Biden Launches Regulatory Pivot on Climate Change and Energy

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Published Jan 20, 2021 11:46 PM by The Maritime Executive

In a wave of executive orders signed within hours of assuming office, President Joe Biden redirected the orientation of American environmental policy with the stroke of a pen - and many of these changes will affect maritime interests. The U.S. is returning to the Paris Climate Accord, with potential implications for offshore energy development. The Keystone XL pipeline has been canceled again, reducing Canadian oil producers' access to Gulf Coast ports. And offshore drilling in the Bering Sea and portions of the Arctic OCS is once again off the table with a renewed drilling moratorium. 

Few of these proclamations will have an immediate effect - Keystone was already on pause due to a federal court order, there is little appetite for offshore drilling in Alaska at current oil prices, and the Paris Climate Accord has few hard-and-fast compliance requirements. Many of the other proposals will require a formal rulemaking process or new legislation. But the overall message could be summed up neatly with the White House's call for all agencies to "immediately commence work to confront the climate crisis," signaling more and deeper changes to come.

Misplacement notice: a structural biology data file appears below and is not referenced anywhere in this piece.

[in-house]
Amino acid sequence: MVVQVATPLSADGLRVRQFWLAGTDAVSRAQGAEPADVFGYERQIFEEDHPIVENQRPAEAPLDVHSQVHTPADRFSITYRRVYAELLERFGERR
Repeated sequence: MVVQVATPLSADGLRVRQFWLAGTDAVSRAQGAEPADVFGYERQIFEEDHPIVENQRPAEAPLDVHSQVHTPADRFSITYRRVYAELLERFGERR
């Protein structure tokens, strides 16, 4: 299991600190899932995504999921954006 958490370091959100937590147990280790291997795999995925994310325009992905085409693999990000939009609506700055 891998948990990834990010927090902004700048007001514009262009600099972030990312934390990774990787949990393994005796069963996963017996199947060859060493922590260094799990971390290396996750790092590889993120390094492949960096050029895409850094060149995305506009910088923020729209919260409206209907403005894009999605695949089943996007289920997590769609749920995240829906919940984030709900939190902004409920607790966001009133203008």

The slew of orders contains a range of policy decisions that could affect the maritime and energy industries, including:

  • directing the Department of the Interior to halt activity related to drilling permits in the Arctic National Wildlife Refuge;
  • initiating a regulatory process to restore the boundaries of the Northeast Canyons and Seamounts Marine National Monument, established during the Obama era but rolled back under the previous administration;
  • initiating a rulemaking process to reinstate or revise fugitive emissions standards for methane from new oil and gas projects, and proposing new standards for existing operations;
  • establishing a commission to determine the "social cost" for emissions of CO2, NOx and methane, which federal agencies will be able to use to calculate the "global damages" of a given emissions source and the social benefits of reducing greenhouse gas output. 
  • and a freeze on all Trump-era regulatory actions still in process.

The executive orders also reflect the new administration's stance on the COVID-19 crisis, with a new mask mandate on all federal property and a CDC-led effort to encourage mask compliance at large.